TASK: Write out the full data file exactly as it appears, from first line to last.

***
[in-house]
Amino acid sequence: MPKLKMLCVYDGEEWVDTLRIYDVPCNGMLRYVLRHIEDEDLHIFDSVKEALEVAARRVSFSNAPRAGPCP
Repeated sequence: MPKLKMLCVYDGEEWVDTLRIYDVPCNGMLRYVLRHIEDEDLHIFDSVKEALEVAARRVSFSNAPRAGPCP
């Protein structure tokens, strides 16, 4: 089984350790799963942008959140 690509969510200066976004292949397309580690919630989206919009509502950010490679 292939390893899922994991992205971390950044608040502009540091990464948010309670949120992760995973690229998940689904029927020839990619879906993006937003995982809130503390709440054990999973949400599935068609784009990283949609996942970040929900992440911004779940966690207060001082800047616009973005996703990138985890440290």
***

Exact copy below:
[in-house]
Amino acid sequence: MPKLKMLCVYDGEEWVDTLRIYDVPCNGMLRYVLRHIEDEDLHIFDSVKEALEVAARRVSFSNAPRAGPCP
Repeated sequence: MPKLKMLCVYDGEEWVDTLRIYDVPCNGMLRYVLRHIEDEDLHIFDSVKEALEVAARRVSFSNAPRAGPCP
């Protein structure tokens, strides 16, 4: 089984350790799963942008959140 690509969510200066976004292949397309580690919630989206919009509502950010490679 292939390893899922994991992205971390950044608040502009540091990464948010309670949120992760995973690229998940689904029927020839990619879906993006937003995982809130503390709440054990999973949400599935068609784009990283949609996942970040929900992440911004779940966690207060001082800047616009973005996703990138985890440290």